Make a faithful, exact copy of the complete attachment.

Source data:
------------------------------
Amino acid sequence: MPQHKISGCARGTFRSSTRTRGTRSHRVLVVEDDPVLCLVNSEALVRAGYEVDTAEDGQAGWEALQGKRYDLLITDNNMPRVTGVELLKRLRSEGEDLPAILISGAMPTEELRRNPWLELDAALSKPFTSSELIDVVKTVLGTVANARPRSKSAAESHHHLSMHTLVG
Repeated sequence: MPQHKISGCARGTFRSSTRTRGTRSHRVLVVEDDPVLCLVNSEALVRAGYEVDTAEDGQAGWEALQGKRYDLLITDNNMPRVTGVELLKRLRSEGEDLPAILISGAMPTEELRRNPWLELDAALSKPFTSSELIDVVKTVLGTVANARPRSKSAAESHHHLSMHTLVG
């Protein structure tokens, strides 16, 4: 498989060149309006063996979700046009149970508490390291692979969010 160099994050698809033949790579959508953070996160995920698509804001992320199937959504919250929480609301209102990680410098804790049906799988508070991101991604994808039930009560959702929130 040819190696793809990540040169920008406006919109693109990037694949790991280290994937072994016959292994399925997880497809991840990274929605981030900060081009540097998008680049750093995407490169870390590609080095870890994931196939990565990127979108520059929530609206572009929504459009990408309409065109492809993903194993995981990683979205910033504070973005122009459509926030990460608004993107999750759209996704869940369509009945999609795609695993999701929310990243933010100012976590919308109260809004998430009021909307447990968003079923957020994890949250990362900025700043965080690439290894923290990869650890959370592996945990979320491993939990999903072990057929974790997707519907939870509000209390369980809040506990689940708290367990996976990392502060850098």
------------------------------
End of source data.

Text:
Amino acid sequence: MPQHKISGCARGTFRSSTRTRGTRSHRVLVVEDDPVLCLVNSEALVRAGYEVDTAEDGQAGWEALQGKRYDLLITDNNMPRVTGVELLKRLRSEGEDLPAILISGAMPTEELRRNPWLELDAALSKPFTSSELIDVVKTVLGTVANARPRSKSAAESHHHLSMHTLVG
Repeated sequence: MPQHKISGCARGTFRSSTRTRGTRSHRVLVVEDDPVLCLVNSEALVRAGYEVDTAEDGQAGWEALQGKRYDLLITDNNMPRVTGVELLKRLRSEGEDLPAILISGAMPTEELRRNPWLELDAALSKPFTSSELIDVVKTVLGTVANARPRSKSAAESHHHLSMHTLVG
């Protein structure tokens, strides 16, 4: 498989060149309006063996979700046009149970508490390291692979969010 160099994050698809033949790579959508953070996160995920698509804001992320199937959504919250929480609301209102990680410098804790049906799988508070991101991604994808039930009560959702929130 040819190696793809990540040169920008406006919109693109990037694949790991280290994937072994016959292994399925997880497809991840990274929605981030900060081009540097998008680049750093995407490169870390590609080095870890994931196939990565990127979108520059929530609206572009929504459009990408309409065109492809993903194993995981990683979205910033504070973005122009459509926030990460608004993107999750759209996704869940369509009945999609795609695993999701929310990243933010100012976590919308109260809004998430009021909307447990968003079923957020994890949250990362900025700043965080690439290894923290990869650890959370592996945990979320491993939990999903072990057929974790997707519907939870509000209390369980809040506990689940708290367990996976990392502060850098």